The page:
Washington, DC – The House of Representatives is scheduled to vote on an appropriations bill today that is riddled with unnecessary provisions. In some cases, Congress has asked for millions of dollars above what the President has requested for the coming fiscal year.
The House Committee on Appropriations has already passed the bill. Taxpayers for Common Sense, an independent watchdog against government waste, is calling for a reduction in spending, and in some cases, the termination of projects in this bill.
Here are some of the provisions that waste taxpayer money in the Agriculture, Rural Development, Food and Drug Administration, and Related Agencies Appropriations Bill, for FY2000:
Boll Weevil Eradication Program – ($16.2 million) – A colossal effort to remove a specific ant from farms in the South. The Boll Weevil is from South America and appeared in
Rural Electrification – ($1.5 billion) – The program created in 1935 to provide electricity to rural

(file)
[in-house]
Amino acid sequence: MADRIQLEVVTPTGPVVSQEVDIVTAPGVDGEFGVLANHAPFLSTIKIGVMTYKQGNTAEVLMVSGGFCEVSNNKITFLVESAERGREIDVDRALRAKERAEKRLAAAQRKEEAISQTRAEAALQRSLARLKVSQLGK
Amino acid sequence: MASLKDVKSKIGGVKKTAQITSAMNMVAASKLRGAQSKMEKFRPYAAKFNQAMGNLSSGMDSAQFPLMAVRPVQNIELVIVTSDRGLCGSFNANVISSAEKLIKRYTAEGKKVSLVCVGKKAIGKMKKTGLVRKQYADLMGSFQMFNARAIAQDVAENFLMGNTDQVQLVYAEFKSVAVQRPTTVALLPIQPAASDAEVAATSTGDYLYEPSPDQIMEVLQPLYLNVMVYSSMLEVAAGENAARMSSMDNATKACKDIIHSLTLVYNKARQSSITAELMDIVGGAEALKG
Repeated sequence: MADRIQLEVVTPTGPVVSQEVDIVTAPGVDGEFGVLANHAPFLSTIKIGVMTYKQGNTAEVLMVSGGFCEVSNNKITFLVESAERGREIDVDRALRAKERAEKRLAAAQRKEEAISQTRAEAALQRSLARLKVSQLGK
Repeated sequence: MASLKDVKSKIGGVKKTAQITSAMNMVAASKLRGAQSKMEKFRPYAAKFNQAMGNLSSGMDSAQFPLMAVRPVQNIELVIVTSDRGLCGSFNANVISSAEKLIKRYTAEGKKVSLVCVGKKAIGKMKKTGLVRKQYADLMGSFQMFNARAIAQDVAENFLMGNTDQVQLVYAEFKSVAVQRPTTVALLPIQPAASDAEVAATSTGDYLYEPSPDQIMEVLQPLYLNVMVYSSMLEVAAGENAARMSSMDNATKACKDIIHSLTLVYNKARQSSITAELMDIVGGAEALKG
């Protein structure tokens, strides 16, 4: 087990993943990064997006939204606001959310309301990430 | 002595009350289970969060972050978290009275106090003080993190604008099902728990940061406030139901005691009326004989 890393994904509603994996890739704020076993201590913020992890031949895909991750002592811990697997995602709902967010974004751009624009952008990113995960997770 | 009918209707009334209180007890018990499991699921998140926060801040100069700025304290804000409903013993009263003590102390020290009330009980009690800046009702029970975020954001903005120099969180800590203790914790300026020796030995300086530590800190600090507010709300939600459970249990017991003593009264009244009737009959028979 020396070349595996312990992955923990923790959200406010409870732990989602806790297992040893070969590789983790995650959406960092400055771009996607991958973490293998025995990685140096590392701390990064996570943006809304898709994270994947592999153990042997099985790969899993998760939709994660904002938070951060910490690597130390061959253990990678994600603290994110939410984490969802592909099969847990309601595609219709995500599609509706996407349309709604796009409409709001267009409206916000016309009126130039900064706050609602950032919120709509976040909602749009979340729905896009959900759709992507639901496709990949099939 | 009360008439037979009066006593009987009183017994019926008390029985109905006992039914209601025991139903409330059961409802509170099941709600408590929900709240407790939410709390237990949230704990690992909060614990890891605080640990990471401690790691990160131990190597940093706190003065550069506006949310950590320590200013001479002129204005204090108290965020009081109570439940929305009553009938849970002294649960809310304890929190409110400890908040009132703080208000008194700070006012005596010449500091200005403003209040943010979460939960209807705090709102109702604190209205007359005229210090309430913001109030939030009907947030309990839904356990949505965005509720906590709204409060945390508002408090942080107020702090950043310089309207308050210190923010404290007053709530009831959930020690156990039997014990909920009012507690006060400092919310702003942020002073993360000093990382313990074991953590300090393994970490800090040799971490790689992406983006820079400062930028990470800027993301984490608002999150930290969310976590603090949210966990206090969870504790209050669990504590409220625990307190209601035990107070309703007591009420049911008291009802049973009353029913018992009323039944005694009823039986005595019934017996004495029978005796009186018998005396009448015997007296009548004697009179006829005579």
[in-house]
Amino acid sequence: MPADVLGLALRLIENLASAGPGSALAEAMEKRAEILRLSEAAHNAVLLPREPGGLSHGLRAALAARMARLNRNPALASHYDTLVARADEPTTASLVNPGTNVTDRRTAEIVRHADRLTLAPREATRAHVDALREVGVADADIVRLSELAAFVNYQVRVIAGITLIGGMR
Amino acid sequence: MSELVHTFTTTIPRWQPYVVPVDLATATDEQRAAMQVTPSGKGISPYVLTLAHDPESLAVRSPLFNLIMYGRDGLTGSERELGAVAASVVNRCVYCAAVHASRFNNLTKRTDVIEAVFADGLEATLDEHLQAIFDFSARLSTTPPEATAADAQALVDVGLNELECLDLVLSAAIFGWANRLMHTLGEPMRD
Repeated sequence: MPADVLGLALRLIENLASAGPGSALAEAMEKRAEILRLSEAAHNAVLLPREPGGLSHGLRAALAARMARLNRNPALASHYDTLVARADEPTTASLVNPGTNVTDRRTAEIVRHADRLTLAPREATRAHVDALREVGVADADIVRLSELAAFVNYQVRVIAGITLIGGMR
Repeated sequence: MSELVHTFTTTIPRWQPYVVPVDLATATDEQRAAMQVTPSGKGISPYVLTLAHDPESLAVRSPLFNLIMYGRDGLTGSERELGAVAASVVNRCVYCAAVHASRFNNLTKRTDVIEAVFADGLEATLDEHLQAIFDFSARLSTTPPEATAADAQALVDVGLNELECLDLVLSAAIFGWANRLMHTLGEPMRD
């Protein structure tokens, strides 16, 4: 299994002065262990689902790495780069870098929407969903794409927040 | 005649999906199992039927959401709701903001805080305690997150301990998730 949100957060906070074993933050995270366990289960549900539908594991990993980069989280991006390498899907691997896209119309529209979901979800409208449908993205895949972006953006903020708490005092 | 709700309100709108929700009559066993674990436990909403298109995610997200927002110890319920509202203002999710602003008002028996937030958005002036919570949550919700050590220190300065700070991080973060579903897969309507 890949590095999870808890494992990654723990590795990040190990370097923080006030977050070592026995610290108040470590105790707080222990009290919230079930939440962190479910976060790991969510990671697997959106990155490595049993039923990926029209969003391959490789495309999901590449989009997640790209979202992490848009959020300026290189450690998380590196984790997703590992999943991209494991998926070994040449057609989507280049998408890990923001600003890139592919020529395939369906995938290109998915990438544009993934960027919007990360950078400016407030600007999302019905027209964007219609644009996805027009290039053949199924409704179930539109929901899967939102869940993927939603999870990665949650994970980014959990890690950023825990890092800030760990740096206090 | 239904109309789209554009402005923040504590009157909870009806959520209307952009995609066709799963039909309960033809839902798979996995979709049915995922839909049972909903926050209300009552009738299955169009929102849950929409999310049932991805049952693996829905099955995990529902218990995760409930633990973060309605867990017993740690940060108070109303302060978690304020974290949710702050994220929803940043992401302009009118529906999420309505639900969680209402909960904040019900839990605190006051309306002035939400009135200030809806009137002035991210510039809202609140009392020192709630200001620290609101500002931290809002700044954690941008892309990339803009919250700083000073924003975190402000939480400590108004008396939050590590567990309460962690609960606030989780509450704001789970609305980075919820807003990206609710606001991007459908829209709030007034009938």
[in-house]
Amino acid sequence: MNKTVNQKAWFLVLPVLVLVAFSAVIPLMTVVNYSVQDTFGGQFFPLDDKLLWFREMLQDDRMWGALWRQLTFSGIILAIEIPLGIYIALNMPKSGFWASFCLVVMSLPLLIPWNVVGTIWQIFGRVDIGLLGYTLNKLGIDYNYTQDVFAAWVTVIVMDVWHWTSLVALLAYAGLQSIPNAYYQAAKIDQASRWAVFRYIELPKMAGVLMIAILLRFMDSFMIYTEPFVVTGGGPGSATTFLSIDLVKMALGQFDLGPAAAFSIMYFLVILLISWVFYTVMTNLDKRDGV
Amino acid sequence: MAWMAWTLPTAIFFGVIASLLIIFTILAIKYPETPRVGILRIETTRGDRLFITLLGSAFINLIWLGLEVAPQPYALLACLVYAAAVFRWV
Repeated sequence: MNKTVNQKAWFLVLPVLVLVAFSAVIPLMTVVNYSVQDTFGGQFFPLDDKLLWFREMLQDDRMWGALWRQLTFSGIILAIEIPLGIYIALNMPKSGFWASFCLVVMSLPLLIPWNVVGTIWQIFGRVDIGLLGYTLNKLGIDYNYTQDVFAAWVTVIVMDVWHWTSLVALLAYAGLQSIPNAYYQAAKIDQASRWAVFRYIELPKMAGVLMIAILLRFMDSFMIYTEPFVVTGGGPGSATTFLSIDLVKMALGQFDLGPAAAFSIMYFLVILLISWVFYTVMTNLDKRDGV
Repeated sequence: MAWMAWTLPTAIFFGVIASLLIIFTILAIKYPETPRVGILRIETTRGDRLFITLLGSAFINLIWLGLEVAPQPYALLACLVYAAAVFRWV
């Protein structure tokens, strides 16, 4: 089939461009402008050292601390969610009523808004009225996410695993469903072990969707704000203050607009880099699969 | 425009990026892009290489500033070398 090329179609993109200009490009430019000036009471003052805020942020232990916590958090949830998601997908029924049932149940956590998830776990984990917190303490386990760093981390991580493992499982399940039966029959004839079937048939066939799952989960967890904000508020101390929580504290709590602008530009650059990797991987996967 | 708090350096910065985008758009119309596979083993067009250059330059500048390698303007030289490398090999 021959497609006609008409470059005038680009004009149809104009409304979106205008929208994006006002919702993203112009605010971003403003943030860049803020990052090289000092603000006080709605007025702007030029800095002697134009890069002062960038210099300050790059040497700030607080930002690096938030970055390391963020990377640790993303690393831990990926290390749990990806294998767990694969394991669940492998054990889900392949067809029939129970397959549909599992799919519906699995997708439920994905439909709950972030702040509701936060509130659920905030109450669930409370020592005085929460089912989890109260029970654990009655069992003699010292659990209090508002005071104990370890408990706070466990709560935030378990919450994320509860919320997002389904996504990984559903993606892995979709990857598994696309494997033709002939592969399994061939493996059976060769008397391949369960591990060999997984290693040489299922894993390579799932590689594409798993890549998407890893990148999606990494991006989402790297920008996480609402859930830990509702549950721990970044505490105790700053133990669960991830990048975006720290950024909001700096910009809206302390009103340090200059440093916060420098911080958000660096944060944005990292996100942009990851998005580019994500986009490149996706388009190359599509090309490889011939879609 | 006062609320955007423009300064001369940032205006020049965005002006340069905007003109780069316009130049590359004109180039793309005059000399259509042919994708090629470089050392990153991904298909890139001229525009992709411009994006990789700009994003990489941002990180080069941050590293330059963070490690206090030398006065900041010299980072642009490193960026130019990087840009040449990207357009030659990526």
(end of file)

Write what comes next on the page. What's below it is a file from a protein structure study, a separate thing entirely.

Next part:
Wildlife Services – ($29.9 million) – The USDA’s Wildlife Services (WS) program, formerly known as Animal Damage Control, spends more than $10 million in direct federal appropriations annually to control predators for a few thousand ranchers in 17 western states. This expensive subsidy to the western livestock industry continues despite the fact that is has been proven ineffective.
Peanut Price Supports – Taxpayers and consumers shell out an estimated $500 million each year as a result of the quotas, price supports, and import restrictions imposed by this Depression-era relic. These policies distort the market and inflate peanut prices. While the 1996 Farm Bill finally ended direct taxpayer outlays for the program, we now pay those costs at the supermarket in higher prices.
Sugar non-recourse loans – Using sugar as collateral, the U.S. Department of Agriculture (USDA) extends loans to sugar processors, not individual farmers. The loans give the government no method of recourse by which to retrieve their money. Processors can simply forfeit their sugar rather than repay the loan. Sugar processors receive more than the market value of their product and when they don’t pay up, their unpaid loans leave federal taxpayers holding the bag.